Bruce Weber’s team had been the feel-good story in college basketball all season long. They had announced their intent with an early season drubbing of Chris Paul’s top-ranked Wake Forest:

The terrific trio of Deron Williams, Dee Brown, and Luther Head spearheaded a lethal Illini attack that was deadly from the perimeter. Williams was the playmaker and lockdown defender, Head was the primary shooter, and Brown was the quickest and most efficient. Big man James Augustine and power forward Roger Powell rounded out the starting five with their defense and rebounding. They were, however, not a deep team, with only big men reserves Jack Ingram and Nick Smith seeing the court much off the bench.

Thanks to their electric backcourt (and a woeful slate of Big Ten opponents) the Illini won their first 29 games and would have finished the regular season undefeated were it not for a Matt Sylvester game-winner that gave Ohio State the upset in the season finale. They had cruised through the tournament up until the Elite Eight, where they required a comeback for the ages against Arizona to survive and advance, coming from 15 down with 4 minutes left to send it to overtime. They easily dispatched Rick Pitino’s Louisville Cardinals in the Semifinal to set up the anticipated matchup with UNC, the first time in two decades the teams ranked 1 and 2 met in the title game.

Everyone and their grandmother knew Carolina would try and ride a red-hot Sean May (who was celebrating his 21st birthday that night) to victory. Certainly Illinois knew it, but they couldn’t stop it. Carolina’s first bucket was May out-muscling Powell on the block and diving in for a layup. Bruce Weber quickly saw that Powell couldn’t handle May and switched Augustine on him, though this quickly backfired: Augustine picked up two quick fouls and was headed to the bench. Jack Ingram would be tasked with handling the big All-American.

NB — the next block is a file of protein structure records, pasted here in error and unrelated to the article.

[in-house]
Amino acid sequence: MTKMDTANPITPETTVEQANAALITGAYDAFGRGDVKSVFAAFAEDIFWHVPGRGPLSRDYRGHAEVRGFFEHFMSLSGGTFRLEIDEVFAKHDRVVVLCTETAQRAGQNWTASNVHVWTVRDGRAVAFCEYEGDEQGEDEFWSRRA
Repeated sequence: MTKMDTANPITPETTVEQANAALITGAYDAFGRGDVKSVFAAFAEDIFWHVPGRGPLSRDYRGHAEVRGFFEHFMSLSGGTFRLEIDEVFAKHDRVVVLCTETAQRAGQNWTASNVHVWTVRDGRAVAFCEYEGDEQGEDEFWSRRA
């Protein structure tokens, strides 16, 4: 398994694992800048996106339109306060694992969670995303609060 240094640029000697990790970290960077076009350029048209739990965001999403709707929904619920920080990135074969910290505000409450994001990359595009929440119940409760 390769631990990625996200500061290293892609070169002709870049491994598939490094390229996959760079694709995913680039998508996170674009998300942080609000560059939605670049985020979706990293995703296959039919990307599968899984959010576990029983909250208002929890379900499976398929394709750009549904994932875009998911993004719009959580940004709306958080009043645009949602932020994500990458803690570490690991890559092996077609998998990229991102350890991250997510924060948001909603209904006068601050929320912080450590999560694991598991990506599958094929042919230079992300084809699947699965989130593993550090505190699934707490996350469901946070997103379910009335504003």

Illinois, the best three-point shooting team in the nation, tried to work the ball around the perimeter to free up shots against the bigger Tar Heels, but UNC played terrific perimeter defense (a weakness of theirs at times that season) and the Illini couldn’t get it going. Meanwhile the enigmatic and treasonous Rashad McCants, so often clutch in big games and uninterested in “small” ones, was having a brilliant half, scoring both inside and on the perimeter. The two teams went back and forth in the early stages, then UNC went on a 13-2 run to close the half. A Sean May fastbreak assist (yep, you read that right) led to a McCants three to give him 14 first-half points and widen Carolina’s lead to 40-27 going into the locker room.

UNC went right back to May to start the second half, and he scored the opening bucket, just as in the first. Minutes later, he had drawn two more fouls on Augustine, who headed back to the bench. With their big man out and Carolina leading by 14, Illinois looked to be dead in the water. But then the Illini started hitting their shots. Luther Head and Dee Brown continued to fire away and Williams was getting the Illini back on track. Meanwhile Carolina was taking bad shots and were out of sync offensively, getting away from their post game. Illinois had a 10-0 run and with 12:45 left, UNC was clinging to a 52-50 lead. Then Sean May reintroduced himself.